Sexual health promotion in people with severe mental illness: the RESPECT feasibility RCT

Hughes, E., Mitchell, N., Gascoyne, S., Moe-Byrne, T., Edmondson, A. ORCID: 0000-0002-0224-1997, Coleman, E., Millett, L., Ali, S., Dare, C., Hewitt, C., Johnson, S., Llewellyn, C., Mercer, C., Nolan, F., Walker, C. and Watson, J., 2019. Sexual health promotion in people with severe mental illness: the RESPECT feasibility RCT. Health Technology Assessment, 23 (65), pp. 1-136. ISSN 1366-5278

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Abstract

Background: People with serious mental illness have sexual health needs, but there is limited evidence regarding effective interventions to promote their sexual health.

Objectives: To develop a sexual health promotion intervention for people with serious mental illness, and to conduct a feasibility trial in order to establish the acceptability and parameters for a fully powered trial.

Design: A two-armed randomised controlled, open feasibility study comparing usual care alone with usual care plus the adjunctive intervention.

Setting: Five community mental health providers in Leeds, Barnsley, Brighton and London.

Participants: Adults aged ≥ 18 years with serious mental illness and receiving care from community mental health teams.

Interventions: A remote, web-based computer randomisation system allocated participants to usual care plus the RESPECT (Randomised Evaluation of Sexual health Promotion Effectiveness informing Care and Treatment) intervention (three sessions of 1 hour) (intervention arm) or usual care only (control arm). The intervention was an interactive manualised package of exercises, quizzes and discussion topics focusing on knowledge, motivation and behavioural intentions to adopt safer sexual behaviours.

Main outcome measures: Feasibility parameters including establishing the percentage of people who were eligible, consented and were retained in each arm of the trial, retention for the intervention, as well as the completeness of the data collection. Data were collected on knowledge, motivation to adopt safer sexual behaviour, sexual behaviour, sexual stigma, sexual health service use and quality of life. Data were collected at baseline and then at 3 months and 6 months post randomisation.

Results: Of a target of 100 participants, 72 people participated in the trial over 12 months. Of the 36 participants randomised to the intervention arm, 27 received some of the intervention (75.0%). At 3 months, 59 of the 72 participants completed follow-up questionnaires (81.9%) (30 participants from the intervention arm and 29 participants from the control arm). Only the first 38 participants were followed up at 6 months. However, data were collected on 29 out of 38 participants (76.3% retention): 13 in the intervention arm and 16 in the control arm. No adverse events were reported. Participant feedback confirmed that both the design and the intervention were acceptable. The economic analysis indicated high completion rates and completeness of data among participants who continued the trial.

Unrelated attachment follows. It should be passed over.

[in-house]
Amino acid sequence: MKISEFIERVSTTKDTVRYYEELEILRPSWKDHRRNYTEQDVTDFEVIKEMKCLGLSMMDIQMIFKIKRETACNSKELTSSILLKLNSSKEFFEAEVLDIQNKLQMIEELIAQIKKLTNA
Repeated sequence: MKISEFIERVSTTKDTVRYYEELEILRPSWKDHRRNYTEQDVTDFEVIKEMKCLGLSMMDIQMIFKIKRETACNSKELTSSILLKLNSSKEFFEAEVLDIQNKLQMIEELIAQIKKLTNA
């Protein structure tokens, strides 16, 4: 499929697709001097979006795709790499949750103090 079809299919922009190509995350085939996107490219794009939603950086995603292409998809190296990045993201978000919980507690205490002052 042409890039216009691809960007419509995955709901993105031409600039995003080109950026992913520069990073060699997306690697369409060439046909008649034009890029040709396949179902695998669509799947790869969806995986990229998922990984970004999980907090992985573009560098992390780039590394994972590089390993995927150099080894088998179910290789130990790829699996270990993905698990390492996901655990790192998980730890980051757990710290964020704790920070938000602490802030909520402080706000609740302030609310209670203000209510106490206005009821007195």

Conclusions: Despite the limitations, the findings suggest that it is both acceptable and feasible to undertake a sexual health promotion study for people with serious mental illness.

Future work: A fully powered randomised controlled trial would be required to establish the clinical effectiveness of the intervention.

Item Type: Journal article
Publication Title: Health Technology Assessment
Creators: Hughes, E., Mitchell, N., Gascoyne, S., Moe-Byrne, T., Edmondson, A., Coleman, E., Millett, L., Ali, S., Dare, C., Hewitt, C., Johnson, S., Llewellyn, C., Mercer, C., Nolan, F., Walker, C. and Watson, J.
Publisher: National Institute for Health Research
Date: December 2019
Volume: 23
Number: 65
ISSN: 1366-5278
Identifiers:
NumberType
10.3310/hta23650DOI
1322317Other
Rights: © Queen’s Printer and Controller of HMSO 2019. This work was produced by Hughes et al. under the terms of a commissioning contract issued by the Secretary of State for Health and Social Care. This issue may be freely reproduced for the purposes of private research and study and extracts (or indeed, the full report) may be included in professional journals provided that suitable acknowledgement is made and the reproduction is not associated with any form of advertising. Applications for commercial reproduction should be addressed to: NIHR Journals Library, National Institute for Health Research, Evaluation, Trials and Studies Coordinating Centre, Alpha House, University of Southampton Science Park, Southampton SO16 7NS, UK.
Divisions: Schools > School of Social Sciences
Depositing User: Linda Sullivan
Date Added: 09 Jun 2020 14:45
Last Modified: 22 Jun 2020 13:49
URI: http://irep.ntu.ac.uk/id/eprint/39951

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